|Dr Prahlad Ho presenting at ASH15 |
meeting. Image: @marrow
It has long been a conundrum for clinicians and researchers pondering cardiovascular disease; a 90-year-old overweight man who has been smoking heavily all his life is admitted to hospital with an unrelated condition and is found to have a healthy heart while a fit 25-year-old athlete elsewhere inexplicably dies of a massive heart attack.
Now, scientists from the Australian Centre for Blood Diseases, Monash University, Northern Health and the University of Melbourne are collaboratively evaluating a new blood test that could add to the surrogate measures currently used clinically as an assessment of cardiovascular risk. Currently no such blood test exists, they say.
The researchers outlined the first stage of their work into developing a global assay for stroke risk in a letter published in the June edition of ‘Thrombosis Research’.
The study tested 96 “normal” people – those who did not have any history of relevant adverse conditions such as thrombotic or heart disease – aged from 20 to 79 years. It used two global coagulation assays – TEG® (thromboelastography) and CAT (Calibrated automated thrombogram) – to evaluate specifically the impact of age, gender and race. TEG tests whole blood including platelets while CAT measures thrombin, the enzyme in blood plasma which is one of the final products of the coagulation (clotting) system.
The study showed differences in gender, age and race.
Overall, the female population had a bigger prothrombotic profile though this finding contradicted clinical epidemiological data that consistently shows that women are at lower thrombotic and cardiovascular risk compared to their male counterparts. Further studies to evaluate the rationale behind this contradiction were needed, the study said.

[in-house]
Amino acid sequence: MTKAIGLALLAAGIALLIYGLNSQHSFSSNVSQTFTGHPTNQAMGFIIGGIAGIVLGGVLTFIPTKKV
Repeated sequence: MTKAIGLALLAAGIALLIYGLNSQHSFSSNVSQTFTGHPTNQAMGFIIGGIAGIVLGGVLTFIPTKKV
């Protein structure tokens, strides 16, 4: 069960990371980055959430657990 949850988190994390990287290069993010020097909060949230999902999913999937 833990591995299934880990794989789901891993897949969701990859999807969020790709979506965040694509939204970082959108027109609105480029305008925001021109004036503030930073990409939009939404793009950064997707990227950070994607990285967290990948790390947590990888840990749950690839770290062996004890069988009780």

The whole blood assay (TEG) for the older age group (over 50 years) was more prothrombotic although the impact on age on CAT parameters were minimal. This suggests that platelets may play a more important role in age-related thrombosis.
East Asian people, defined as ethnic Chinese in this cohort, were found to have less/lower prothrombotic CAT parameters than both Caucasian and “Other Asian” cohorts, suggesting that non-platelet coagulation factors played an important factor in race differences. This also explains the higher risk of venous thromboembolism (VTE or clots that start in veins) seen in the Caucasian population compared to Chinese population.
Further research was needed to explain the various differences but the study nonetheless
highlighted the significant age, gender and race differences within the normal population, and the ability of global coagulation assays to differentiate them, the authors concluded.
“Having established what normal controls look like, we’re now conducting clinical tests on diseased populations – such as those with cardiovascular disease – so we can establish whether the test is something that’s predictive of risk,” first author Dr Prahlad Ho said.
“If this is proven to be the case it will need to be studied in a larger, longitudinal study,” he said.
A global coagulation test that was predictive would allow clinicians to more aggressively treat and manage those at risk. It would be inexpensive and easy to administer, Dr Ho said.
“But it’s very early stage now. We’ve established the normal, control first – the big fish is really looking the diseased population,” he said.
While age and gender differences were already known, the study’s findings on race were significant.
“The differences in thrombosis risk, not reflected in routine coagulation laboratory testing, are very important, particularly for multi-cultural Australia,” Dr Ho said. “We need to start thinking a bit more broadly and maybe in our clinical practice too, that it’s not just one homogenous population of patients.”
Dr Ho, a senior medical staff member at The Alfred Hospital, honorary at the Australian Centre for Blood Diseases (ACBD) and Director of Haematology at Northern Health, is supported by a NHMRC/Heart Foundation scholarship. Senior author is Professor Harshal Nandurkar, Head of the ACBD, Central Clinical School.
Ho P, Ng C, Rigano J, Tacey M, Smith C, Donnan G, Nandurkar H. Significant age, race and gender differences in global coagulation assays parameters in the normal population. Thromb Res. 2017 Jun;154:80-83. doi: 10.1016/j.thromres.2017.04.009. Epub 2017 Apr 12.